Commissaire Adamsberg investigates the death of three men linked by their childhood at an orphanage in Nimes, all killed by the venom of the recluse spider, in the new novel by the #1 bestselling French crime writer
“A wildly imaginative series.”—The New York Times
“Adamsberg is a terrific creation and his team of misfits a joy to watch in action.”—Peter Robinson, New York Times bestselling author of the Inspector Banks series
A murder in Paris brings Commissaire Adamsberg out of the Icelandic mists of his previous investigation and unexpectedly into the region of Nîmes, where three old men have died of spider bites. The recluse has a sneaky attack, but is that enough to explain the deaths of these men, all killed by the same venom?
At the National Museum of Natural History, Adamsberg meets a pensioner who tells him that two of the three octogenarians have known each other since childhood, when they lived in a local orphanage called The Mercy. There, they had belonged to a small group of violent young boys known as the "band of recluses." Adamsberg faces two obstacles: the third man killed by the same venom was not part of the "band of recluses", and the amount of spider venom necessary to kill doesn't add up.
Yet after the Nîmes deaths, more members of the old band succumb to recluse bites, leading the commissaire to uncover the tragedy hidden behind the walls of the orphanage.
About the Author
Fred Vargas was born in Paris in 1957. A historian and archaeologist by profession, she is now a bestselling novelist. Vargas was the winner of the inaugural British Crime Writers’ Association Duncan Lawrie International Dagger for her novel The Three Evangelists. Her books have sold over 10 million copies worldwide and have been translated into 45 languages.
Praise for This Poison Will Remain
“Brilliantly twisty… Vargas deserves a wide American readership.” —Publishers Weekly (starred)
"I so enjoyed This Poison Will Remain, real vintage Vargas: playful, thought-provoking, a total delight. And beautifully translated. Adamsberg is one of my favorite detectives." —Ann Cleeves, author of the Shetland mysteries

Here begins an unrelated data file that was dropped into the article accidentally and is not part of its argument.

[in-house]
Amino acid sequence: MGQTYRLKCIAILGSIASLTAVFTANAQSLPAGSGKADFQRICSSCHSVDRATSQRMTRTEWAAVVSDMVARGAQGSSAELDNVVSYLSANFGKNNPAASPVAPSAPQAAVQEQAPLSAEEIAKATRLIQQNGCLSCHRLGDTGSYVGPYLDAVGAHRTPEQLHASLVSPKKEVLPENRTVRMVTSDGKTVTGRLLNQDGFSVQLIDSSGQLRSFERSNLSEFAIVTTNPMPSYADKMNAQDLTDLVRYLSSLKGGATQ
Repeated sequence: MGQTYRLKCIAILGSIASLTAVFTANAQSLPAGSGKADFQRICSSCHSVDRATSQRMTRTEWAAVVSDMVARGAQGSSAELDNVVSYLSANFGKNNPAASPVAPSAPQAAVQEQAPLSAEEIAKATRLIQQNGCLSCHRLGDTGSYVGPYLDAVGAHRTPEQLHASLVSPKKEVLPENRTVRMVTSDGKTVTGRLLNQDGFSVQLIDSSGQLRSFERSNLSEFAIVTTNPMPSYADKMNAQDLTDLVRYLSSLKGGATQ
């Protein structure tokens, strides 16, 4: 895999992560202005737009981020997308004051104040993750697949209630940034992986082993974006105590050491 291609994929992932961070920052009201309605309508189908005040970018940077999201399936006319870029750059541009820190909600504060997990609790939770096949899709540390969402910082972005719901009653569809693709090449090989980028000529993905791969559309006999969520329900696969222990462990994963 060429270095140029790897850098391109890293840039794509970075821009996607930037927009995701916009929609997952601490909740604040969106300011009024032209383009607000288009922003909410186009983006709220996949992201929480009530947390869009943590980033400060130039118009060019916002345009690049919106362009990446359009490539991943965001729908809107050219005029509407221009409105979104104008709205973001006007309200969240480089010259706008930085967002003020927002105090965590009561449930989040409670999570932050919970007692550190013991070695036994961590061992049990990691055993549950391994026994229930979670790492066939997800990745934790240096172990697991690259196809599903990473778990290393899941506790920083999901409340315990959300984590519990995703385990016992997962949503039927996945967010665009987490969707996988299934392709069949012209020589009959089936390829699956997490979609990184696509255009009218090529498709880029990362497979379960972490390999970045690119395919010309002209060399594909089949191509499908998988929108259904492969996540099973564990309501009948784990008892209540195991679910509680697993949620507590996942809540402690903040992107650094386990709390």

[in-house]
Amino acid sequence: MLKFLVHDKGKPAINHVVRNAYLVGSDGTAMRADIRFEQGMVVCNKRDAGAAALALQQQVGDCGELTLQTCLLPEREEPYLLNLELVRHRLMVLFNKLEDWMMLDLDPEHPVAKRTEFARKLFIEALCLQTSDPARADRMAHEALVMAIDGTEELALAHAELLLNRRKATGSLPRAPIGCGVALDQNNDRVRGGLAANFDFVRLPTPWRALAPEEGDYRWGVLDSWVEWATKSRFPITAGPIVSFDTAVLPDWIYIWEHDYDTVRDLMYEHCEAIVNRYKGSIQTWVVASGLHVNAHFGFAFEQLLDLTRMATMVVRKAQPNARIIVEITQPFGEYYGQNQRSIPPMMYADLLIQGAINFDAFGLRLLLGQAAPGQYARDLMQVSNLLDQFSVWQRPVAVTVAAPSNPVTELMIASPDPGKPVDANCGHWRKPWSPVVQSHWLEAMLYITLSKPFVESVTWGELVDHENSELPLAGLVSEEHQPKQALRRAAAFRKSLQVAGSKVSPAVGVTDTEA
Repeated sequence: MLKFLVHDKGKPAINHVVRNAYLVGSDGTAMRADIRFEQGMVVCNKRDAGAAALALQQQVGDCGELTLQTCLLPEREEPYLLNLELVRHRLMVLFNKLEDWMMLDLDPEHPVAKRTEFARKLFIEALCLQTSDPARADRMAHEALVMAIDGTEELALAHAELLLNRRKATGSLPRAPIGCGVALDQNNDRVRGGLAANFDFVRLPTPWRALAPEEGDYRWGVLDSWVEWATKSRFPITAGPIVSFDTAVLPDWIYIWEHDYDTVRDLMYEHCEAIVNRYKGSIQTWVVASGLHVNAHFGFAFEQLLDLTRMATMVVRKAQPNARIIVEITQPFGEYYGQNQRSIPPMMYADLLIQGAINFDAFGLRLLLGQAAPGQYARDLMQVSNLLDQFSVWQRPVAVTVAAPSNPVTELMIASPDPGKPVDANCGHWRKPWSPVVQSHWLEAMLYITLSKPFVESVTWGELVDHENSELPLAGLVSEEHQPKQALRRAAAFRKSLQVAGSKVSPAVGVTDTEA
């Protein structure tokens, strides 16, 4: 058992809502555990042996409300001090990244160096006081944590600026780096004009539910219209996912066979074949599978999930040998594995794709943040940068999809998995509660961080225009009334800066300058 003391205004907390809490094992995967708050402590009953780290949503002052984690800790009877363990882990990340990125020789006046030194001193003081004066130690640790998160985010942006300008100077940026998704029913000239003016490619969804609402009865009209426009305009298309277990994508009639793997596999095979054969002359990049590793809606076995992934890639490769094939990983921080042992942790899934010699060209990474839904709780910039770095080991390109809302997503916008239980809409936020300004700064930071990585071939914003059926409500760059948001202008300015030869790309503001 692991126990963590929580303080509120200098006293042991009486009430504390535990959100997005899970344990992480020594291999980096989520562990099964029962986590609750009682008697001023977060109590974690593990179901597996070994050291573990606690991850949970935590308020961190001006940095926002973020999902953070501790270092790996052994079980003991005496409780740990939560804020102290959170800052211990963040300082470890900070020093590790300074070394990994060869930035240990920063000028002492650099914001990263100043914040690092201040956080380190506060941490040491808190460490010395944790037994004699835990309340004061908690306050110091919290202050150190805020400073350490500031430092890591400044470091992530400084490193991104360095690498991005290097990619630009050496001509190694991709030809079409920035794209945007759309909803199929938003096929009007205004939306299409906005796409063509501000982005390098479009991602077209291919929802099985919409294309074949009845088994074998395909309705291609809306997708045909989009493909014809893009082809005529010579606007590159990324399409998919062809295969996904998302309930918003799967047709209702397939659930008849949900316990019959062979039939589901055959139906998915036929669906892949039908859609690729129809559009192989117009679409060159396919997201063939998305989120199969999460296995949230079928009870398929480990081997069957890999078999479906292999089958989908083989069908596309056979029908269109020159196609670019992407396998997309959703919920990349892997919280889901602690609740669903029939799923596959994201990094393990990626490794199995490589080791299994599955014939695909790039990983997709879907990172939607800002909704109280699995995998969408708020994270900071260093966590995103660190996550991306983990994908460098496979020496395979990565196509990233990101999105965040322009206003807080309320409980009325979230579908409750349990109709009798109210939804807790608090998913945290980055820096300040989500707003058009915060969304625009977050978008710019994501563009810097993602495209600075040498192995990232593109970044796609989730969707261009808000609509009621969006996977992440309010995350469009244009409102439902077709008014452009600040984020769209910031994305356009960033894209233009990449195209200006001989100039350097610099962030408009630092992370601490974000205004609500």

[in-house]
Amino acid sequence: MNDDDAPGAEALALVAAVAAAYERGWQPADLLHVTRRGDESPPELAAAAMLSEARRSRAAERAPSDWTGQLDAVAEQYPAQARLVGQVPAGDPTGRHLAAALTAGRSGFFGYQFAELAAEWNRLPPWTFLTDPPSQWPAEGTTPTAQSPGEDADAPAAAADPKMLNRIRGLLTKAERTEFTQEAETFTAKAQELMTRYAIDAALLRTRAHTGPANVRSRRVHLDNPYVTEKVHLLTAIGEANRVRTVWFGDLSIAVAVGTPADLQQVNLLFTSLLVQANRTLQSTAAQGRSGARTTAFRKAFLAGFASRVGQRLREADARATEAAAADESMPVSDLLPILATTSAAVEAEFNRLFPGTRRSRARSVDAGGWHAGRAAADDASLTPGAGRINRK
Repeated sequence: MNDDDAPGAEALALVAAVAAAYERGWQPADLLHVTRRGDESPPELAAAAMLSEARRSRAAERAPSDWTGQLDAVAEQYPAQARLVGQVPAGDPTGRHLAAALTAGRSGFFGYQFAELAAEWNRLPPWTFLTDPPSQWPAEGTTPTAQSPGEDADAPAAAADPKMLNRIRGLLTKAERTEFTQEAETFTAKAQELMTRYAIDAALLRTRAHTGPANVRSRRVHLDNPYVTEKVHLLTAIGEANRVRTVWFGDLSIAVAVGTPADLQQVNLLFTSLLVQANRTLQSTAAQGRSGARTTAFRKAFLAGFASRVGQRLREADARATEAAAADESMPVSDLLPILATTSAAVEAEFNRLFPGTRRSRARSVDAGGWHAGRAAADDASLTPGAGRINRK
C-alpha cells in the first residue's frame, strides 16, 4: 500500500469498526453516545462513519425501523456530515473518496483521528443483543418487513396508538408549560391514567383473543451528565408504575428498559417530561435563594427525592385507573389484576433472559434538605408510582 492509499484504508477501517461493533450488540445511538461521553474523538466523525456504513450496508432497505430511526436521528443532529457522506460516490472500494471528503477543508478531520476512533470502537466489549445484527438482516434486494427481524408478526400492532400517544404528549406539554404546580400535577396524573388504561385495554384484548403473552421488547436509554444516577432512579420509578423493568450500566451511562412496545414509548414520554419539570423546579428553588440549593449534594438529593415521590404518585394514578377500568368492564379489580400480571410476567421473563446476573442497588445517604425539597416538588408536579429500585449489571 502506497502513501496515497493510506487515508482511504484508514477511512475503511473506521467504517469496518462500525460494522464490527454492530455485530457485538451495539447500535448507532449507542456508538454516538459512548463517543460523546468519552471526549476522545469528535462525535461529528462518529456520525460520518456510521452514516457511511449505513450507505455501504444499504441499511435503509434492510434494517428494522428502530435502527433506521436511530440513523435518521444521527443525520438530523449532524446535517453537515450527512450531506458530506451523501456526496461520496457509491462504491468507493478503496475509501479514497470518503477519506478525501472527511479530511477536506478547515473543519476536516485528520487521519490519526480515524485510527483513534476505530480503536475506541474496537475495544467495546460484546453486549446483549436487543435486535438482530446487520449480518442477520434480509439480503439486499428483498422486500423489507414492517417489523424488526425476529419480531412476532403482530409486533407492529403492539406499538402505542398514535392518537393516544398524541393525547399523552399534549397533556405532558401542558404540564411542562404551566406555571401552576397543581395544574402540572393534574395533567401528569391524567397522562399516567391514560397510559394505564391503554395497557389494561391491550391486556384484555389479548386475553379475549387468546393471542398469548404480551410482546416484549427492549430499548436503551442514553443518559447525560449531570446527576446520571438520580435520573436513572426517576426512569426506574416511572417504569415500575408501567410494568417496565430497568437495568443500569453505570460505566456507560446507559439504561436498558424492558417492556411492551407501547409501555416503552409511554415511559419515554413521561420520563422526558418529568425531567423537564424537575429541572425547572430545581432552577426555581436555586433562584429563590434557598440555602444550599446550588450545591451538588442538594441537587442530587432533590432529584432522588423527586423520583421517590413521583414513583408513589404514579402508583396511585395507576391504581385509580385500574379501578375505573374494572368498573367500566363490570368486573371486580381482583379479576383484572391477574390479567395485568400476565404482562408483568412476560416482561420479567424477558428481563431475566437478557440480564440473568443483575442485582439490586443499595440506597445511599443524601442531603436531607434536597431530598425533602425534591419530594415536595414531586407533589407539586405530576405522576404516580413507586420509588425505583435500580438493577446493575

Praise for Fred Vargas and her Commissaire Adamsberg Mysteries
"Wry humor and offbeat plots blend with a subtly dangerous charm to make Fred Vargas the queen of French crime writers." —Martin Walker, author of the Bruno, Chief of Police Series
“Vargas writes with the startling imagery and absurdist wit of a latter-day Anouilh, about fey characters who live in a wonderful bohemian world that never was but should have been.” —The New York Times Book Review
“Fred Vargas' books are murder mysteries, yes -- cunning, corkscrew murder mysteries -- but so much else besides: delicate comedies, engrossing tours of French geography and history, fascinating excursions into folklore and myth.” —A. J. Finn, #1 New York Times bestselling author
“Vargas’ characters are like something out of a fairy tale – eternal opposites, ever-renewing archetypes despite their fresh adventures each time. That’s why each novel’s opening feels new.” —The Philadelphia Inquirer
“Anyone who enjoys kooky characters and intricate detail will happily follow Vargas along.” —Entertainment Weekly
“Readers should settle in to be unsettled. Delight is found not so much in the details of plot as in the oddities of character. The crime, the suspects, and the commissaire are all pleasantly off-kilter and equally baffling. A definite pick for Francophile mystery buffs who also enjoy Georges Simenon's Maigret series.” —Library Journal
“Adamsberg, always an intuitive sleuth rather than a rational one, is the perfect hero for a series where reality is always a moving target.”—Booklist
"Vargas remains the gold standard in modern crime fiction."—Kirkus